How are the Sinaloa Cartel and Leader El Chapo Any Different from ISIS?

This article is about the connection between radicalization, particularly in reference to Islamic extremists, and violence that we don’t normally see as being “radical” or “extremism” so much as a calculated means toward a capitalist end, i.e., drug gang violence. What is the difference between these two uses of violence?

I have argued before that any use of violence could be considered to be extremism. For the person whose life is destroyed or brought to an end by an act of violence, it’s a pretty damn radical change of course! So today, after watching this short YouTube video on the radicalization roadmap, I was struck by some of the similarities between the seven steps Iyad El-Baghdadi identifies in his roadmap and some of the statements and points made by and about Joaquín “El Chapo” Guzmán in this spectacular Rolling Stone piece about the just recaptured Mexican drug kingpin by Sean Penn, who clandestinely met up with him while he was in hiding after his latest prison escape in July.

The radicalization roadmap focuses on a “we vs. them” narrative, beginning at step one with “otherization,” and working toward blaming the “other” for their complicity in oppressing “us.” Drug cartel violence may not begin with some common enemy, but there is an element of oppression expressed by Guzmán in the interview at the end of the Rolling Stone piece, when he states that the reason he got into the drug business was because where he grew up, there were (and still are) no job opportunities, so the only way to survive was to grow poppy and marijuana. I imagine that there actually were other, although more difficult ways, and he even talks about how hard his mother worked to help support his impoverished family. But the point is that there is a narrative of oppression here, which is step three on the radicalization roadmap. In El Chapo’s mind he’s just a humble servant of God, doing what he must for his family in the face of oppressive poverty — never mind the watches “that might be of more value than the money housed by the central banks of most nation-states” that Penn notes were on the wrists of both of El Chapo’s sons or the brash egotism of El Chapo’s desire to have a film made about himself that ultimately got him caught.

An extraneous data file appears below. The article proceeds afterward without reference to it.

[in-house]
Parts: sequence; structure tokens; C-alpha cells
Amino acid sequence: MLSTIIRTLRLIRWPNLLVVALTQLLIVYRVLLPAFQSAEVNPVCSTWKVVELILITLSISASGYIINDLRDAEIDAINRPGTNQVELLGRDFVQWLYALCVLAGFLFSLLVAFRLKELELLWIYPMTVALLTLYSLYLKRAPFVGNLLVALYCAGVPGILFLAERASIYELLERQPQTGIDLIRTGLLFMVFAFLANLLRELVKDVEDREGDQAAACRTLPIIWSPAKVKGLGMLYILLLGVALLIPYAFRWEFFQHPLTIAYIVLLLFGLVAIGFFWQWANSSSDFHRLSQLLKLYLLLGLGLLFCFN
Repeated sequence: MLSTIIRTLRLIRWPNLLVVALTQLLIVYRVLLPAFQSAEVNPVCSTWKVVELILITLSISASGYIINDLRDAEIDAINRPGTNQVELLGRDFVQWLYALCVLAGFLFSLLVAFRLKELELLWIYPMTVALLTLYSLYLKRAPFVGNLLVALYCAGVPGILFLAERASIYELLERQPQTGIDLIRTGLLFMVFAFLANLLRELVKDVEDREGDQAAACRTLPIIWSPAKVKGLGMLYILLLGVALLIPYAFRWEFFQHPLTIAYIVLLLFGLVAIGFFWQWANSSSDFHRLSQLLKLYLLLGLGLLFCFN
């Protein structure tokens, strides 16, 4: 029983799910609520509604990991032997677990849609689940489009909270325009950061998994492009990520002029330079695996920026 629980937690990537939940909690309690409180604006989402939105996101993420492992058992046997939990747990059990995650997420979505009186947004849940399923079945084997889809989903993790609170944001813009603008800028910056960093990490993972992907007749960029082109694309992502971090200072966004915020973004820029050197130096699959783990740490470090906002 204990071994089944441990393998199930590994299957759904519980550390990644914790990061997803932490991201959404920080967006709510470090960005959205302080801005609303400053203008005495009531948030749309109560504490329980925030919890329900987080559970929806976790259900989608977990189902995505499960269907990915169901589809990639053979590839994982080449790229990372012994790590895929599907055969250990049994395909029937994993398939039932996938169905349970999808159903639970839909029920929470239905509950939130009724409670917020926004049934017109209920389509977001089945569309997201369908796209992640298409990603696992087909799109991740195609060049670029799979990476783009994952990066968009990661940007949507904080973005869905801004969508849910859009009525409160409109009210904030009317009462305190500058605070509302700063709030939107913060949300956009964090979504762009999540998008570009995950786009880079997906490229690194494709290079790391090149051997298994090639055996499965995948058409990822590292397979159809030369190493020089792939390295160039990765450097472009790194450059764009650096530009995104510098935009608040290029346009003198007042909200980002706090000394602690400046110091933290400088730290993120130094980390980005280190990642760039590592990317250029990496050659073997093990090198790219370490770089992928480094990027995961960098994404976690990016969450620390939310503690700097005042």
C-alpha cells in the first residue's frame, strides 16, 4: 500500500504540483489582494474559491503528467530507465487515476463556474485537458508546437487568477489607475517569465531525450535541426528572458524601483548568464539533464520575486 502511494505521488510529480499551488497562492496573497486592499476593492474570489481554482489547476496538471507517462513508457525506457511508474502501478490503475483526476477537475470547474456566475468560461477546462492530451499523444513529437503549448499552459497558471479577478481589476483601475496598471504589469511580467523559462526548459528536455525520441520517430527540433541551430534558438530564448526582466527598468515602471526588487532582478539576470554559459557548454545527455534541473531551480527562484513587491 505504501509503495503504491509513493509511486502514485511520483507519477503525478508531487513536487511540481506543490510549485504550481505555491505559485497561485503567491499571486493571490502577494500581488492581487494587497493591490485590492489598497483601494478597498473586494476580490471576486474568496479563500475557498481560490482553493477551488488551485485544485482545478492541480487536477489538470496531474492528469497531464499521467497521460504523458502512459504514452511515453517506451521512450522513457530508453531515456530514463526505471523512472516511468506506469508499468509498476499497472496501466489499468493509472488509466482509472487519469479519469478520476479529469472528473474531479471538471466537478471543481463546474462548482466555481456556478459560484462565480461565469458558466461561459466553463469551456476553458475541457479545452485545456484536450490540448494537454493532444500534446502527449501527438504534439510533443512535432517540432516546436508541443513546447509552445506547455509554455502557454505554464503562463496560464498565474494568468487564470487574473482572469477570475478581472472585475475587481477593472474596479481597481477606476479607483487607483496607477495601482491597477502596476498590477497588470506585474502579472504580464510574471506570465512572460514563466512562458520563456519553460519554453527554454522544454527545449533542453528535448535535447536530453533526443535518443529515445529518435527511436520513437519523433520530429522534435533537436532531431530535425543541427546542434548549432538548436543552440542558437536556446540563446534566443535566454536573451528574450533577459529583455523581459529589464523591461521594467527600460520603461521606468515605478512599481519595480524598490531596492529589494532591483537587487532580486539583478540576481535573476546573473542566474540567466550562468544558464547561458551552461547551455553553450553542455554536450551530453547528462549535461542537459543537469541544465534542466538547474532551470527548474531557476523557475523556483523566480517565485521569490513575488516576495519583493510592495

Then, we jump to the final two steps on the roadmap, where a person rationalizes that any violence they commit is retaliation for and defense against the aggression of the “other” and that violence is the only way forward. Penn says that he “took some comfort in a unique aspect of El Chapo’s reputation among the heads of drug cartels in Mexico: that, unlike many of his counterparts who engage in gratuitous kidnapping and murder, El Chapo is a businessman first, and only resorts to violence when he deems it advantageous to himself or his business interests.” And Guzmán flatly denies in the interview that he is a violent person, claiming he uses violence only to defend himself, nothing more. All that, despite noting that, as a teenager, he quickly rose through the ranks “as a cold pragmatist known to deliver a single shot to the head for any mistakes made in a shipment.”